Lives of old people ‘being put at risk’ during council strike

8,000 workers are set to walk out in an equal pay row. Picture: John Devlin
8,000 workers are set to walk out in an equal pay row. Picture: John Devlin
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The family of a vulnerable 90-year-old woman fear lives will be put at risk due to care services being withdrawn during a planned strike.

Glasgow City Council has sent letters to those affected informing them their care will be withdrawn for two days this week as about 8,000 workers walk out in an equal pay row.

It states: “The strike action is definitely taking place and unfortunately we have been unable to secure sufficient homecare staff to provide the cover we expected to.”

The letter asks recipients to make alternative arrangements with family, carers or friends if possible, apologises for the disruption and warns there will be no response to calls or emails during the strike tomorrow and Wednesday.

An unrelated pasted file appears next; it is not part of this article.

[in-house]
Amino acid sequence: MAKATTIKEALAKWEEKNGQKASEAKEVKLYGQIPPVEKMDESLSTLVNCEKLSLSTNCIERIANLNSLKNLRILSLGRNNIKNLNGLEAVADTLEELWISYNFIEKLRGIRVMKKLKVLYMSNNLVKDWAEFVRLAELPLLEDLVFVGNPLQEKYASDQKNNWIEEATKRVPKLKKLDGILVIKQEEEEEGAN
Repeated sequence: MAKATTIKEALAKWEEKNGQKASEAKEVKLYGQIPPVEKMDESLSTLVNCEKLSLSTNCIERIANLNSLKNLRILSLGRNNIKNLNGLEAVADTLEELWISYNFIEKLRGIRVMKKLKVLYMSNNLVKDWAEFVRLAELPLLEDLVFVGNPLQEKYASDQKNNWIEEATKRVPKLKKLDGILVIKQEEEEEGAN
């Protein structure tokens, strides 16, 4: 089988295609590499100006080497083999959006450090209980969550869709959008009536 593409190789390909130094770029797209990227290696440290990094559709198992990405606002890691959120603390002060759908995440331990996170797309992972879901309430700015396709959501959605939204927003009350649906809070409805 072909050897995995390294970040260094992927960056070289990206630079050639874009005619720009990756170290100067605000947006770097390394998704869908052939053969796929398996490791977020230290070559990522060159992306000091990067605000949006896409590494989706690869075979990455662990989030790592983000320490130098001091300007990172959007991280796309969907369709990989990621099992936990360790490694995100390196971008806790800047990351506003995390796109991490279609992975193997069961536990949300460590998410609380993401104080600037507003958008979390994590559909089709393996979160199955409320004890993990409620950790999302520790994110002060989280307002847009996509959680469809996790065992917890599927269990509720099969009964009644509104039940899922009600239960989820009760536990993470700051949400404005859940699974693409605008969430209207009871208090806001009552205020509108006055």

The family of one woman who received the letter said they fear lives will be put at risk as people may not be able to access medication.

Amy Coid, 90, is recently out of hospital and normally receives four care visits a day as she is blind in one eye and suffers from slight confusion, so is given meals and help to dress and get to bed.

• READ MORE: Insight: How Glasgow is a city torn apart by the equal pay debacle

Her medication is kept in her house in a padlocked box to which only her carers have the combination.

Her family are trying to get the code for this so they can give her the 14 tablets a day she needs but are concerned for others who will be left without care.

A relative said: “It looks like lives of many old people will be put at risk as they will not receive their medication.

“We are fortunate and will be able to make two 30-mile round trips each day to give her meds in morning and night.

“But how will confused elderly people with no relatives, neighbours or friends cope? Some will be on meds without which they might become seriously ill or worse.

“Some might not even understand the letter or not be able to do anything about it.”

He added: “I wonder how many lives may be at risk as a result and the council seems to be washing their hands of the potential deadly consequences for these vulnerable people who live alone.”

The council said the way the union had approached the strike was “hugely disappointing”.

Rhea Wolfson, GMB Scotland organiser, said its members would never do anything to cause harm to homecare clients.

“Glasgow City Council management... has misrepresented the offer our members have made to keep services running for our most vulnerable clients.”